We hear the word, “Sustainable” or “Sustainability” intertwined with “eco-friendly” and “green” a lot. But how does one live a sustainable life? How does de-cluttering and organizing affect the process? Lynn Fang, in her latest eBook, gives practical tutorials on living more sustainably. Lynn is a Sustainability Coach, environmental blogger, and food activist. She writes about her adventures in sustainable living, social change, and personal growth at Upcycled Love. You can follow her on Twitter or Google+.
1. Tell us something about yourself. What prompted you to start the “transformation” journey?
I would pinpoint the start of my journey to a few teachers I had at UC Berkeley. One was Tyrone Hayes, a scientist who studied evolution and endocrinology. He also happened to study the effects of the pesticide Atrazine which caused frogs to become hermaphroditic. He became a scientist activist, speaking about his findings, at the cost of University recognition and support. His ability to combine science and passionate activism really spoke to me, as he was also an amazing teacher and person.
Another pivotal moment was when I took a class by Eric Holt-Giminez, executive director at Food First, an Oakland-based food policy and sustainable development think tank. He was an incredibly passionate speaker who had worked in Latin America for 25 years teaching and implementing agroecological methods of farming with local peasant farmers. It was through his class that I first learned about the harms of GMO’s, and the toxic development policies of international organizations like the International Monetary Fund and World Bank. His life and work are incredibly inspiring.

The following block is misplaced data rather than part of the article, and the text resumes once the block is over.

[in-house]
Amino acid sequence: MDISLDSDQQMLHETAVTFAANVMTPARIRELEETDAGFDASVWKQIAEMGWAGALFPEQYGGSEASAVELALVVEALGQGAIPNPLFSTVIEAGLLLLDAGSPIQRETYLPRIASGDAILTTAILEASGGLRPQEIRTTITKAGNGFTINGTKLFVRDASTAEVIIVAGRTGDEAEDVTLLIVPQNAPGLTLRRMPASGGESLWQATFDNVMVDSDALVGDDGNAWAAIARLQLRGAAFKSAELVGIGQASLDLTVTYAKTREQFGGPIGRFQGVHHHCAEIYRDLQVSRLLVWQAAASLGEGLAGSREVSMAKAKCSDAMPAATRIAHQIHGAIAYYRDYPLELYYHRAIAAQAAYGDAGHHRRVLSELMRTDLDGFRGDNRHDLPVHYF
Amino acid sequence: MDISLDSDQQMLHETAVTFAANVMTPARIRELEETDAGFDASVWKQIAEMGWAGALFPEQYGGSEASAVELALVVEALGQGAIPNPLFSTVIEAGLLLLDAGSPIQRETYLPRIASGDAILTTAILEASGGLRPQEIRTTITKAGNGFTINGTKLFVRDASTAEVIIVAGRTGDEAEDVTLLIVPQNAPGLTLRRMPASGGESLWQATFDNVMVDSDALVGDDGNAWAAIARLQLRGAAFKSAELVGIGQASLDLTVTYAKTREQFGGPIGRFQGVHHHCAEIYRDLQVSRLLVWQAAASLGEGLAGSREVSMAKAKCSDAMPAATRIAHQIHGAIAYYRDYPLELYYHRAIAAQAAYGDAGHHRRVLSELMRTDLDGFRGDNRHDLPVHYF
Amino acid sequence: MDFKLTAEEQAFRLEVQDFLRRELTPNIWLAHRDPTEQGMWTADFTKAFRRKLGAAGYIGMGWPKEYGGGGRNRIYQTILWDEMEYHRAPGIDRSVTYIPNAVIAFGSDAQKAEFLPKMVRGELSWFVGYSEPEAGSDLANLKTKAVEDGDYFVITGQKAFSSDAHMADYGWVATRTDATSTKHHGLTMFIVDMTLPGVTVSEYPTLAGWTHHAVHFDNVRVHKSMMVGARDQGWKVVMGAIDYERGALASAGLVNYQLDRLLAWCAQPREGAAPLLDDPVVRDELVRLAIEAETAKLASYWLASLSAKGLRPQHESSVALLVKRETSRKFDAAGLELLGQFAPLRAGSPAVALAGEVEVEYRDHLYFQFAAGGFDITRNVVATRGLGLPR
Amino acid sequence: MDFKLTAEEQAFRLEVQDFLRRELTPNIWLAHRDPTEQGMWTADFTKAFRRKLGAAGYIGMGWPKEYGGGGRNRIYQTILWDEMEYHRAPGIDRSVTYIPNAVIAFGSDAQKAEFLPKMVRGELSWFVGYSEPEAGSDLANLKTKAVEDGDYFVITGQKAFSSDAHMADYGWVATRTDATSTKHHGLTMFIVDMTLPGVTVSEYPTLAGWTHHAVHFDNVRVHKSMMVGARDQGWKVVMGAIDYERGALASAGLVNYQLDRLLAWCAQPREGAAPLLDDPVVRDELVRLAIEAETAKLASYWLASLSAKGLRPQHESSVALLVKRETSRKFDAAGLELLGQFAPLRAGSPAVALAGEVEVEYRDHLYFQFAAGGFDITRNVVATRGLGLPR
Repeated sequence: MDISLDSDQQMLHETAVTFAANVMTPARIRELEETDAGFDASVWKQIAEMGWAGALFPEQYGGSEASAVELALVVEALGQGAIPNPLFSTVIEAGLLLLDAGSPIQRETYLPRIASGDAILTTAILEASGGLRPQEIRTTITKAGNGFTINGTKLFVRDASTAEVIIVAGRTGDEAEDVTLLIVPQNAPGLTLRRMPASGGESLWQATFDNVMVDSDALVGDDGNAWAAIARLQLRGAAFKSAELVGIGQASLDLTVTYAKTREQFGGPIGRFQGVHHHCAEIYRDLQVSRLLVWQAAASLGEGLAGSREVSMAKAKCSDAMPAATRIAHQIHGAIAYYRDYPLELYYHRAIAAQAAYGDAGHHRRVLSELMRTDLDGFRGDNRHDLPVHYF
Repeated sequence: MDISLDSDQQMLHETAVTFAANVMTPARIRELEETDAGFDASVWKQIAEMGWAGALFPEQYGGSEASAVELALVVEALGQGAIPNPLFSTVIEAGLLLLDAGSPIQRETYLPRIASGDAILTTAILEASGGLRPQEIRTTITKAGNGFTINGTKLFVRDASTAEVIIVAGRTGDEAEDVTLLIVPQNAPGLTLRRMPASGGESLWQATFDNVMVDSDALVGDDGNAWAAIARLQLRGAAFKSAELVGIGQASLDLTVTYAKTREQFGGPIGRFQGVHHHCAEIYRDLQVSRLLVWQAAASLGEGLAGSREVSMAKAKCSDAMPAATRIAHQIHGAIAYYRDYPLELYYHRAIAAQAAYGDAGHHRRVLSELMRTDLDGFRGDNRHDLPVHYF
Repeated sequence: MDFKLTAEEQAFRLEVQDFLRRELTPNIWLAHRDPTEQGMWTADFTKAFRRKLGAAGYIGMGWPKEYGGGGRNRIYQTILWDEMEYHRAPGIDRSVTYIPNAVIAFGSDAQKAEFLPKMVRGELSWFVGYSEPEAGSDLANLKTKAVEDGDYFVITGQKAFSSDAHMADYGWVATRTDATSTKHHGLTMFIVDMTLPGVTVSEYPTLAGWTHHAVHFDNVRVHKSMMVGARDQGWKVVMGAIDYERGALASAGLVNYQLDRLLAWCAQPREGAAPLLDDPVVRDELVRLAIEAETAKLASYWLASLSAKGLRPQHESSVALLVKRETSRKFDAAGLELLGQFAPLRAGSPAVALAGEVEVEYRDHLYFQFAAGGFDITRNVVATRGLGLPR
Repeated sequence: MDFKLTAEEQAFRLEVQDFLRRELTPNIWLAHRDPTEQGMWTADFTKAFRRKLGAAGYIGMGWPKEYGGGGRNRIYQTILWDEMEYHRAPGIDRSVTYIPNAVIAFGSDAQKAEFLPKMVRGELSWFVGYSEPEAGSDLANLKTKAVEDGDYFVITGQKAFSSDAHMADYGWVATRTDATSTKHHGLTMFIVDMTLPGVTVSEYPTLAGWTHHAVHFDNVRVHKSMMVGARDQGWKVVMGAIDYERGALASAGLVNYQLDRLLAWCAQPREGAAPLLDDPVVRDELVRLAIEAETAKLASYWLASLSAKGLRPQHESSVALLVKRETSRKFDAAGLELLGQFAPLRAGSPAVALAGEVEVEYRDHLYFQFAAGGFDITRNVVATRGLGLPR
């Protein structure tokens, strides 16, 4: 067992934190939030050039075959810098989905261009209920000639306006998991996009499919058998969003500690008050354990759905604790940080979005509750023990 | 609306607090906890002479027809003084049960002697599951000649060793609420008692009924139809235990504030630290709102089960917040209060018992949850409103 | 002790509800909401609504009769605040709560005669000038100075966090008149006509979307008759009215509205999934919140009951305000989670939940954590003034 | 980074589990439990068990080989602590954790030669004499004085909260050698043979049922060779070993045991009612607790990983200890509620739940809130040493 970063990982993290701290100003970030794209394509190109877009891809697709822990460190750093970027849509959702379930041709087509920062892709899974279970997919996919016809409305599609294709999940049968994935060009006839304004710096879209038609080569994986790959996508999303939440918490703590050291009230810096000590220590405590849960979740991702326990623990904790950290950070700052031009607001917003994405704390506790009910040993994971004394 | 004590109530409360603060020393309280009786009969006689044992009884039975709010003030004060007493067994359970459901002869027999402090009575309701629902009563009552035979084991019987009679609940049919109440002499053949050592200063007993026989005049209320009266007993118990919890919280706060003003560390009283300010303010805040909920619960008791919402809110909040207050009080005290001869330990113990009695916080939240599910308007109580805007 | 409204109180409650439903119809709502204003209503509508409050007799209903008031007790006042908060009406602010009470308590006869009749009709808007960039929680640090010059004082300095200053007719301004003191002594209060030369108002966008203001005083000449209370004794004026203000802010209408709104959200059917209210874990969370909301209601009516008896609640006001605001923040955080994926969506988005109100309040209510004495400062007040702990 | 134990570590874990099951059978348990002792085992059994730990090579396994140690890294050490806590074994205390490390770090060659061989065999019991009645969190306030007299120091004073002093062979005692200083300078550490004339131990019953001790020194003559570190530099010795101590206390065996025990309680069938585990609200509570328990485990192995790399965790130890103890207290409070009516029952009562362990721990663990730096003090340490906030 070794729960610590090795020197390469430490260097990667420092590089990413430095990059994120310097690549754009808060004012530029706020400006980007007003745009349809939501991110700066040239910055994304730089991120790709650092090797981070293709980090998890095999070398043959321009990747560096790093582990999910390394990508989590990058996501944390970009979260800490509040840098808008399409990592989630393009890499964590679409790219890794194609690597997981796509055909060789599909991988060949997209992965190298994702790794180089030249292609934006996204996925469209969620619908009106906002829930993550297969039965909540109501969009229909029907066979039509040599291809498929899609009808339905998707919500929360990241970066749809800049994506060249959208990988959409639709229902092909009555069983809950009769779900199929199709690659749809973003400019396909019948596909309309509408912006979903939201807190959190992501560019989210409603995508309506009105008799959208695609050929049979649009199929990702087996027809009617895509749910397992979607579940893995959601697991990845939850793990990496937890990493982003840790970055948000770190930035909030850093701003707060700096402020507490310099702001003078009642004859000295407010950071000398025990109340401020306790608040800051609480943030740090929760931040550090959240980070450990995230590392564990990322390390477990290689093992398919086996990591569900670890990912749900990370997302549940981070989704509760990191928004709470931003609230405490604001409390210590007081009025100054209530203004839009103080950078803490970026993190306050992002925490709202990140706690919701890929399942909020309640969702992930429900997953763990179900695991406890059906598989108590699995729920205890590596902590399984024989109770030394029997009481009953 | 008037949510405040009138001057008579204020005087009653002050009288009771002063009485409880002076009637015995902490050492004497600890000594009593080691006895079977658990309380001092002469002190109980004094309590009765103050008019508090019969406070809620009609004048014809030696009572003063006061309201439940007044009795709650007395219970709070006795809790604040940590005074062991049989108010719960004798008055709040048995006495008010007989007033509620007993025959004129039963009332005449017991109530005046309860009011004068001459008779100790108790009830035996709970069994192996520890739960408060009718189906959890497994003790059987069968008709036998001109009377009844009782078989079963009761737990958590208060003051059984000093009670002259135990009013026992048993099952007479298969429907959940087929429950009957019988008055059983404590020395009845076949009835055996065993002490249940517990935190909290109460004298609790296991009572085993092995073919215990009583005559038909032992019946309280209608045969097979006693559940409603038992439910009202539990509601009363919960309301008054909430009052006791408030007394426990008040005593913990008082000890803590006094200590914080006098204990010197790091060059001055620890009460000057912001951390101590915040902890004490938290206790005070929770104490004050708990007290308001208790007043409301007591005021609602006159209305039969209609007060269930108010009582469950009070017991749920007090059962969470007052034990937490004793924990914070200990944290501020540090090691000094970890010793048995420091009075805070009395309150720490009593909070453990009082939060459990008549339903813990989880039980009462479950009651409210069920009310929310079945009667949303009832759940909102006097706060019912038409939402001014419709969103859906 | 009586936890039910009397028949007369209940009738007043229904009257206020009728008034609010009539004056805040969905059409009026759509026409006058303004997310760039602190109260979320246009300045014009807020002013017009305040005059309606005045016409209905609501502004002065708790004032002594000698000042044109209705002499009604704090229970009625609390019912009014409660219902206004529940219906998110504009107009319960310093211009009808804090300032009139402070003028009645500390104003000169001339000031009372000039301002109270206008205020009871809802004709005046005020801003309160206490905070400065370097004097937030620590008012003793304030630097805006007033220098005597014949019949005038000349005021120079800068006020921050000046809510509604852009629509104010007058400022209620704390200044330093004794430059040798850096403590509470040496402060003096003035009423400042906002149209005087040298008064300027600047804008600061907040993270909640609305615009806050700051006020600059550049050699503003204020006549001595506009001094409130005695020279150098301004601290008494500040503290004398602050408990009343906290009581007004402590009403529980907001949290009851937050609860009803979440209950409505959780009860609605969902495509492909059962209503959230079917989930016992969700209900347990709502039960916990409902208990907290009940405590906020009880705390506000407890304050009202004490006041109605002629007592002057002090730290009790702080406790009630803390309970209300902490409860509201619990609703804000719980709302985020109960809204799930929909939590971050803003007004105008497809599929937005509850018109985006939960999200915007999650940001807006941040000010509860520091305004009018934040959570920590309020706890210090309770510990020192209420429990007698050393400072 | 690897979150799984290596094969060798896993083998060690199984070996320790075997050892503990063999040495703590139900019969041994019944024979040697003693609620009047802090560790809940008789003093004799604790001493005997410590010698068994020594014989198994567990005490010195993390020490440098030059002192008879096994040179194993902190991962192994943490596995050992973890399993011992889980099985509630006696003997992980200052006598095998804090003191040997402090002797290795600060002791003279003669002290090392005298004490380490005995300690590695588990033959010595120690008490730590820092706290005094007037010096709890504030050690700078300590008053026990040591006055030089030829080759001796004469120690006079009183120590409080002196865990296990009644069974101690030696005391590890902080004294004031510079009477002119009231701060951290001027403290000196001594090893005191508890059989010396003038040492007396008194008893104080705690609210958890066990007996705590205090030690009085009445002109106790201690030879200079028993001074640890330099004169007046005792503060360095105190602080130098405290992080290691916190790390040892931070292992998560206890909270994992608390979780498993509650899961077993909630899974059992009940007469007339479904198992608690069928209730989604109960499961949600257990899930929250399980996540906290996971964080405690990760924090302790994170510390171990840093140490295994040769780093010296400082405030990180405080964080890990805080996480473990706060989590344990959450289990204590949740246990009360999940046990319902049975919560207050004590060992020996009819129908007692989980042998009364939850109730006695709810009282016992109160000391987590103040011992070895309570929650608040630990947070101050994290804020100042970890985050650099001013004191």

Since that mind-opening class, I’ve studied lot about sustainability, and felt this was the future, that we needed to be moving in this direction. I was a sustainability geek for a few years, reading all about the policy, economics, and technological innovations behind sustainability. Then one day, I was introduced to Jessica Reeder and her project to hop through different organic farms across the country. She documented her journey at Uprooted. I was hooked right away – this felt like something I had to do in my lifetime!
So those were the first seeds of food activism planted within me. I began to embody my knowledge more and more afterwards, by visiting and volunteering at organic farms, community gardens, and finally starting my blog as a means of encouraging myself to green my life.
2. Your latest book, “Living the Transformation” sounds like a “self-help” book on transforming our lives to something greater. What is the title mean and what is the book about?
“Living the Transformation” takes you on a journey from a dream of a more beautiful, harmonious, and sustainable world through poetic landscapes, practical tutorials, technical knowledge, lifestyles, cultural attitudes, and contemplations of our individual roles in social transformation. It’s a multi-faceted vision for conscious, sustainable change.